A new (but not so new) way forward

We bloggers (floggers?) tend to come to a watershed sooner or later, especially when we become aware of bad feelings and occasional hostility. I have certainly discussed “true churches” exhaustively and I haven’t much more to say on the liturgy that doesn’t belong in books rather than the internet.

Historically, I made my name on The Anglo-Catholic, banged a drum on the English Catholic blog and set up this one on the basis of interest in the Sarum liturgy. I developed an idea in parallel based on the old Goliards – the rebellious clerics who lived in the margins of Church life and wrote daring poetry. As time went on, I traced a whole tendency of humanity surviving the dominating strategies of the powerful and rich of this world, in Romanticism and modern sub-cultures. I am still interested in the Sarum liturgy: I use it and I read about its history – but I have nothing more to write about it.

My experience of life has pushed me to the very edges of Christianity. I remained orthodox enough to join a continuing Anglican Church and find my spiritual home in its English diocese. That being said, I am anything but a conservative. Why should people who are not Christians be forced to become Christians so that someone can “civilise” them by his standards? This question is all the more germane as we discover the truth of what western empires did in the parts of the world they conquered for money, justifying their thirst for power by the notion that they were “civilising savages”. Christ’s mandate meant something else, but what?

I came to the idea of what brought me to Christianity in the first place. It was beauty and a higher view of life and love of other people, and especially compassion and empathy for the weak. If it is the ideology of the strong and powerful to gain control over the “little ones”, then it is the Pharisaism that Christ violently condemned. It might be religion, but it is not Christ and what he represented. Love of beauty brought me to be attracted to churches and liturgical music, especially the Anglican choral tradition in which I was myself nurtured from my early adolescent years.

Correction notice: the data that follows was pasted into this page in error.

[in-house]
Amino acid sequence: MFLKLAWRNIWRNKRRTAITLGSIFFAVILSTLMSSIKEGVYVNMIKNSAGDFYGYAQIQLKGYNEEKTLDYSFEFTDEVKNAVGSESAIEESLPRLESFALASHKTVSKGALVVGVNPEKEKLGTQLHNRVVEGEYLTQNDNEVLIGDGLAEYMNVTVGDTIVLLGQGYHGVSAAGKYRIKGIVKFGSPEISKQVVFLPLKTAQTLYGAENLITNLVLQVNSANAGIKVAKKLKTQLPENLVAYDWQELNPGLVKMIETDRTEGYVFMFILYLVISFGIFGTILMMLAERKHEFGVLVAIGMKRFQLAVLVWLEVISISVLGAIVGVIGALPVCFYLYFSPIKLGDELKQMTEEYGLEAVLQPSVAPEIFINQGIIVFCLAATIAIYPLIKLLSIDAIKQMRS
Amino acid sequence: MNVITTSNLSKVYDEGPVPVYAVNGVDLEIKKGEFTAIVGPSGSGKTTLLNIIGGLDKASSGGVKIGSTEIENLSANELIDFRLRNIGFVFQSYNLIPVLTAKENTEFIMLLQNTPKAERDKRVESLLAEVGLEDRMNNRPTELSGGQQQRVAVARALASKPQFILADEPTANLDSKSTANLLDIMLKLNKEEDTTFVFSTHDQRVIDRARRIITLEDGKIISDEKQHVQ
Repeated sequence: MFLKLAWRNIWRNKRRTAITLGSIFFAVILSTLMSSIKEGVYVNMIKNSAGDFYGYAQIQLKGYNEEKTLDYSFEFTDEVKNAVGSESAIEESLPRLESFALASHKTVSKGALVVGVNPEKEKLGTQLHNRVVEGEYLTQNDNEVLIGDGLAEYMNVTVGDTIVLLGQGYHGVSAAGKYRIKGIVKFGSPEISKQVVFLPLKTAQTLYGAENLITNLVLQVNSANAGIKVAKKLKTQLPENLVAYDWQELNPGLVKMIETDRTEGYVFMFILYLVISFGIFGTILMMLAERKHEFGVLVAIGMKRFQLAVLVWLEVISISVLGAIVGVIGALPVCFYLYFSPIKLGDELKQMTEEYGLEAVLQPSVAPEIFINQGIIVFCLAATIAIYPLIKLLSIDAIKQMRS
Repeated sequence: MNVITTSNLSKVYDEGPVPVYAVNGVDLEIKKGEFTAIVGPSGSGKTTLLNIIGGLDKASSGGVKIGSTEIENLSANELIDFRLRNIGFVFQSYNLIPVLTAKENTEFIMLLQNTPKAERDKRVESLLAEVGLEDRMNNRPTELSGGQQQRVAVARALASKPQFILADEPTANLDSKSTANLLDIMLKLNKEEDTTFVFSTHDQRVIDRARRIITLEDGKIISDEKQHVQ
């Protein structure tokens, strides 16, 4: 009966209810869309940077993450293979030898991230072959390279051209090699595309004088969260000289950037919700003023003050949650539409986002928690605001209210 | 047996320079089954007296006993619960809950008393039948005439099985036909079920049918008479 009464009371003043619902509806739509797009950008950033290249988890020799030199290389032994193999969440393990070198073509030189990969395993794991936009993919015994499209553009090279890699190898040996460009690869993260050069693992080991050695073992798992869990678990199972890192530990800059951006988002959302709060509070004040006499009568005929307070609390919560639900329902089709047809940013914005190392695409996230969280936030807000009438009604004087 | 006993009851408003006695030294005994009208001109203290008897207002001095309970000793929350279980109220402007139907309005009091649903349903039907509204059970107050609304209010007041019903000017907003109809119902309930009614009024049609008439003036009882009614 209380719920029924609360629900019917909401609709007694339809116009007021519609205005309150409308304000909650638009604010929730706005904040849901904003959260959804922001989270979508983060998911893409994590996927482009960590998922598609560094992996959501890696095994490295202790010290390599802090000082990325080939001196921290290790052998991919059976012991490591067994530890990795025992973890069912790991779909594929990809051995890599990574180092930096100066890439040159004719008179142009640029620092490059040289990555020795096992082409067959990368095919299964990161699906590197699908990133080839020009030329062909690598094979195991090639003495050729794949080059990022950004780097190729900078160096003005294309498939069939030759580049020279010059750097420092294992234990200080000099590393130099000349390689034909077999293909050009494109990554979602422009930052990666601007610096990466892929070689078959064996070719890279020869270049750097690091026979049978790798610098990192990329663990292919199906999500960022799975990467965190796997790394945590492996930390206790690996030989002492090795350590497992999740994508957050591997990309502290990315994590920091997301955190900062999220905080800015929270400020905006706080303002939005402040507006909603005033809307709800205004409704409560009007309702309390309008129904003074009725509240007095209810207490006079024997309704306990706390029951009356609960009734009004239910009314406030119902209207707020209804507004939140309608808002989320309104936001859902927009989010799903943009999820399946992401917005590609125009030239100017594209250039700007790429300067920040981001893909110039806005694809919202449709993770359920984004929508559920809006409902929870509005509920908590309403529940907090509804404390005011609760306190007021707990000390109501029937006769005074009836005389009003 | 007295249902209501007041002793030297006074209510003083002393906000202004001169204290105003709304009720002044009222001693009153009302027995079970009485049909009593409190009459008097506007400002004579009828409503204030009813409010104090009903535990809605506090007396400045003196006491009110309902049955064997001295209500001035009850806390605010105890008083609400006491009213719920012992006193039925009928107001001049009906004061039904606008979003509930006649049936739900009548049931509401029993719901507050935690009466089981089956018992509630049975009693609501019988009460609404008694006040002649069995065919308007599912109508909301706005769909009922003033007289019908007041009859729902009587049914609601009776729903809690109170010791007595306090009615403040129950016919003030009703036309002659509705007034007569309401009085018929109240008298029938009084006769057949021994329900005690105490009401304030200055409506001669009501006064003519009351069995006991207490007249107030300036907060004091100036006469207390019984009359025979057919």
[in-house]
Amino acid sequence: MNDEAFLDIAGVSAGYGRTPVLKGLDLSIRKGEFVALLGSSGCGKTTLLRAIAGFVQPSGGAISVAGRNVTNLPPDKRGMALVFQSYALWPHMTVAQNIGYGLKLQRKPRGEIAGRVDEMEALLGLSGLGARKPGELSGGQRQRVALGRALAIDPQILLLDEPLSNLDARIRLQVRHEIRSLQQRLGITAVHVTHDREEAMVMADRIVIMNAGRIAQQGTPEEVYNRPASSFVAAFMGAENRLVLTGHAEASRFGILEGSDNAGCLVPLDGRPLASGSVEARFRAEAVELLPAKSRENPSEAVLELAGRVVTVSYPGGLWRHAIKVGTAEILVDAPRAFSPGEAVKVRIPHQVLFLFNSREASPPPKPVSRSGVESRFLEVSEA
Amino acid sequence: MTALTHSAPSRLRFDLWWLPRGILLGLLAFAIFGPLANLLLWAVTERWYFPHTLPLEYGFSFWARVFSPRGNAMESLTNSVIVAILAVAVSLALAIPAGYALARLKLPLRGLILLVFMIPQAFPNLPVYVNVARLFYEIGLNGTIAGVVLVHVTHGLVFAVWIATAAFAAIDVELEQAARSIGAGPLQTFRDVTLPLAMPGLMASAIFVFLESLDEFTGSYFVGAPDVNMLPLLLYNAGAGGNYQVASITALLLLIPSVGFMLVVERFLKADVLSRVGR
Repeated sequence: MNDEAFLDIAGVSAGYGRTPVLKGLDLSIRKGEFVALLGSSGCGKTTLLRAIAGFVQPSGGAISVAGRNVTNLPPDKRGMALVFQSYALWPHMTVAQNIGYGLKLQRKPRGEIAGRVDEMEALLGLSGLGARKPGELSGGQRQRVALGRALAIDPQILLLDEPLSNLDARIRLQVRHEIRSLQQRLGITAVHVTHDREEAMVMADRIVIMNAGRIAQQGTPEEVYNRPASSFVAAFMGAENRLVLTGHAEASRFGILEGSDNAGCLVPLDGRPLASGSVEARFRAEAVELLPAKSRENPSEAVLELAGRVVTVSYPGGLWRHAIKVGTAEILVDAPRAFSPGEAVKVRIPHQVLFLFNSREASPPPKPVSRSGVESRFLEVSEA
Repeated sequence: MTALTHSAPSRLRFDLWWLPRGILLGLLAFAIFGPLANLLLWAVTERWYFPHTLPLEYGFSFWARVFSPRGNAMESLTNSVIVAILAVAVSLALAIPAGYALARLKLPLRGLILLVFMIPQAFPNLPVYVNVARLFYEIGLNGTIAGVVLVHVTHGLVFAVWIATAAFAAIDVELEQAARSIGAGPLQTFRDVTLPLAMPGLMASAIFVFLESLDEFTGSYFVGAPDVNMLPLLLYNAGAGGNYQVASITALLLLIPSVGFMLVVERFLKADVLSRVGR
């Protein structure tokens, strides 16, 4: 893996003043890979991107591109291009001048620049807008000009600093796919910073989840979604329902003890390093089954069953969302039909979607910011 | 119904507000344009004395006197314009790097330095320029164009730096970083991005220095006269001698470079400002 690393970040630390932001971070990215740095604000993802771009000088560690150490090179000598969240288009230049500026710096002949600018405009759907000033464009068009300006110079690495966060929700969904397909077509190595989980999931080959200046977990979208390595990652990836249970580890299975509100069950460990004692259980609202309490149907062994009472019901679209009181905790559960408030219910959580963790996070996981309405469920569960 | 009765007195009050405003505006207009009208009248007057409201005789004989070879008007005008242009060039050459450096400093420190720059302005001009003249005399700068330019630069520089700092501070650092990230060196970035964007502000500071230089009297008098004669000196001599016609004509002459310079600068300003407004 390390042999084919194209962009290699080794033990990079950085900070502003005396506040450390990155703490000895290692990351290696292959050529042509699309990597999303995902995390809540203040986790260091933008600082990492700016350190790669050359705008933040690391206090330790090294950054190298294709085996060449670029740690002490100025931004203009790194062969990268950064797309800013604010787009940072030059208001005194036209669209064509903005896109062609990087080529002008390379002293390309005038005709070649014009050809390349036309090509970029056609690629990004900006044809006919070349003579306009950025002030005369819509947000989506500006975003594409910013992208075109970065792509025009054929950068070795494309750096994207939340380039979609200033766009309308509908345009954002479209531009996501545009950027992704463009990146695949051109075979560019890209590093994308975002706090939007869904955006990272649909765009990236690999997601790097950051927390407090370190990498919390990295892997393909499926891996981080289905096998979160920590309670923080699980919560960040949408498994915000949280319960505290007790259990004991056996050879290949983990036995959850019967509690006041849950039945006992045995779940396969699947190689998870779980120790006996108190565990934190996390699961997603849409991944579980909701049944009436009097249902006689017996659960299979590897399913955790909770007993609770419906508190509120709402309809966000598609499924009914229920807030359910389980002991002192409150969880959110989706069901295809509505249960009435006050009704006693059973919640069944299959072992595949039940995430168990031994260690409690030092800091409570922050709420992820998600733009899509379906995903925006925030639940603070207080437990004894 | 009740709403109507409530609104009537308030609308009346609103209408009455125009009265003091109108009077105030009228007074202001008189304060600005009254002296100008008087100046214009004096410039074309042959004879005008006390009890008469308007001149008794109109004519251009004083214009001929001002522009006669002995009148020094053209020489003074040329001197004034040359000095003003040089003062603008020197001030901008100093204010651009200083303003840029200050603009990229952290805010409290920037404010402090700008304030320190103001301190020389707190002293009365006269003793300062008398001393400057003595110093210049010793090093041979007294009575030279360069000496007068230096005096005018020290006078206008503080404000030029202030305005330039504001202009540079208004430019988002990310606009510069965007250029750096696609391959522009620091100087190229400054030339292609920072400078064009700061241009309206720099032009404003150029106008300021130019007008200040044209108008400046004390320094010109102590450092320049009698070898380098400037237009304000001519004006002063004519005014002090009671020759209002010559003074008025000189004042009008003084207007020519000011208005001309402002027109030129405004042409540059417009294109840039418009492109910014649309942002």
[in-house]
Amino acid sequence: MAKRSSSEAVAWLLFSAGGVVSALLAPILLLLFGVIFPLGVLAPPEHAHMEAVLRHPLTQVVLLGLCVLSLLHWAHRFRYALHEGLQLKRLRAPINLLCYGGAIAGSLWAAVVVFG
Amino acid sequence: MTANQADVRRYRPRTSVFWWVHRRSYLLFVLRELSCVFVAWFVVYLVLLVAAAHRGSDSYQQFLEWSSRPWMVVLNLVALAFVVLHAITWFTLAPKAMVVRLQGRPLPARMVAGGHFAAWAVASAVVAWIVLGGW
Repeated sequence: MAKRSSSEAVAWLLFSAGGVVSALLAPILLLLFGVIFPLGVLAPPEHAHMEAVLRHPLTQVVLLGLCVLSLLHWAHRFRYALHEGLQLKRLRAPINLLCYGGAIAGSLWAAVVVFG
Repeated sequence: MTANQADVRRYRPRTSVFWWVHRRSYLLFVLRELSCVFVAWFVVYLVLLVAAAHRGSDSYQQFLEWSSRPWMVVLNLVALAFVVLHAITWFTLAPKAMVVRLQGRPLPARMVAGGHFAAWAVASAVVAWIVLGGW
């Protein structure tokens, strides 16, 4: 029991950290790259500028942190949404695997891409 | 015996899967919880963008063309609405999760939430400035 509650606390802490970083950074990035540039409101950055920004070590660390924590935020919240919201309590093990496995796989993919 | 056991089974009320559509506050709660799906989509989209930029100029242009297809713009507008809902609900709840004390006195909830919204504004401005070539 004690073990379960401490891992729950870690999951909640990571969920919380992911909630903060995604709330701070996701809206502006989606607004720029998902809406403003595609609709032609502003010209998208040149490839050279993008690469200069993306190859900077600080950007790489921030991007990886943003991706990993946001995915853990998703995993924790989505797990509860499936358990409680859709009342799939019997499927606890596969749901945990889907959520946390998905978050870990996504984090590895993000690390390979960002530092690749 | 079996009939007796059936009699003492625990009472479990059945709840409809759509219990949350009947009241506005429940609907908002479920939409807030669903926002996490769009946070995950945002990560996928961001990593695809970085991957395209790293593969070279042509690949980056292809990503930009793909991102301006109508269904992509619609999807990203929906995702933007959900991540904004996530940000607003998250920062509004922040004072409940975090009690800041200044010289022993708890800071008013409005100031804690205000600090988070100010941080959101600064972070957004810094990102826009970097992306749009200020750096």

I have written on a number of themes that need to be developed. I am not interested in online preaching like some good priests do on their blogs. In particular, there is the spirit behind Romanticism (no matter how dissolute men like Lord Byron were!), the ancient Gnostic “heresy” and Jungian psychology. In the 18th century, the antidote to religious obscurantism was believed to be reason and enlightenment. But, science alone can be used for evil – like eugenics, genetic manipulation and psychiatry. Science also becomes a religion. We need to be enlightened with knowledge, γνῶσις, and be profoundly tolerant and have empathy for others, refusing to consider anything to be inferior to oneself.

In a context of Jungian psychology, another theme is uppermost in my mind, on which I have written, psychological androgyny – not wanting to be a caricature of the opposite sex or prance about in drag – but becoming more human by assimilating the female within us as an antidote to male domination and thirst for power and money. Such an idea attracts the ire of conservatives with ideas of gender identification in reaction against feminism, transsexualism and homosexuality. We are what we are without labels, but with a desire for empathy, softness, homeliness and humility. Is that why I wanted long hair on my head? No, hair is neutral, like it was until the mid nineteenth century and even later for unbreeched boys. These days, there is more of an agenda in very short hair than anything else. Might we see one day an unbreeching ceremony for men like the “burn the bra” movement among women in the 1960’s? I muse jokingly, but…